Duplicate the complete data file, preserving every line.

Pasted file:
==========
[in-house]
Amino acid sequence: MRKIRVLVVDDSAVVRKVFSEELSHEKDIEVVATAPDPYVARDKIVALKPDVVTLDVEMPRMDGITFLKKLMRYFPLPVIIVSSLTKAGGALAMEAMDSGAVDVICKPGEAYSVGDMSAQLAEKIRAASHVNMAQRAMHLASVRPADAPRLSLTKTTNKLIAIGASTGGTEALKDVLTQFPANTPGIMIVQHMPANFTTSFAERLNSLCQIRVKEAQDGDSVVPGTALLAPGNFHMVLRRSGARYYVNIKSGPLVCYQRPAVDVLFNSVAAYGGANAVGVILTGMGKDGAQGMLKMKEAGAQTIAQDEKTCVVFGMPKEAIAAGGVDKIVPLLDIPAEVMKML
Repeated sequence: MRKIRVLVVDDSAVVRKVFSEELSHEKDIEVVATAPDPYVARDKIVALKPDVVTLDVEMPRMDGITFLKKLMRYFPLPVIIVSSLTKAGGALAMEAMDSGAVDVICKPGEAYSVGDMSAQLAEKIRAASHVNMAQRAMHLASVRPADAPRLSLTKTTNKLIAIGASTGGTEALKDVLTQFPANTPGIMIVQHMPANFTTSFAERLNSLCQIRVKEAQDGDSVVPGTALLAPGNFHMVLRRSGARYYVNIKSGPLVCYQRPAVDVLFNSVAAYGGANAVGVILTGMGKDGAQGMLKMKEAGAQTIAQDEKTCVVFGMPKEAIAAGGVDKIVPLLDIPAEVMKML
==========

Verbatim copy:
[in-house]
Amino acid sequence: MRKIRVLVVDDSAVVRKVFSEELSHEKDIEVVATAPDPYVARDKIVALKPDVVTLDVEMPRMDGITFLKKLMRYFPLPVIIVSSLTKAGGALAMEAMDSGAVDVICKPGEAYSVGDMSAQLAEKIRAASHVNMAQRAMHLASVRPADAPRLSLTKTTNKLIAIGASTGGTEALKDVLTQFPANTPGIMIVQHMPANFTTSFAERLNSLCQIRVKEAQDGDSVVPGTALLAPGNFHMVLRRSGARYYVNIKSGPLVCYQRPAVDVLFNSVAAYGGANAVGVILTGMGKDGAQGMLKMKEAGAQTIAQDEKTCVVFGMPKEAIAAGGVDKIVPLLDIPAEVMKML
Repeated sequence: MRKIRVLVVDDSAVVRKVFSEELSHEKDIEVVATAPDPYVARDKIVALKPDVVTLDVEMPRMDGITFLKKLMRYFPLPVIIVSSLTKAGGALAMEAMDSGAVDVICKPGEAYSVGDMSAQLAEKIRAASHVNMAQRAMHLASVRPADAPRLSLTKTTNKLIAIGASTGGTEALKDVLTQFPANTPGIMIVQHMPANFTTSFAERLNSLCQIRVKEAQDGDSVVPGTALLAPGNFHMVLRRSGARYYVNIKSGPLVCYQRPAVDVLFNSVAAYGGANAVGVILTGMGKDGAQGMLKMKEAGAQTIAQDEKTCVVFGMPKEAIAAGGVDKIVPLLDIPAEVMKML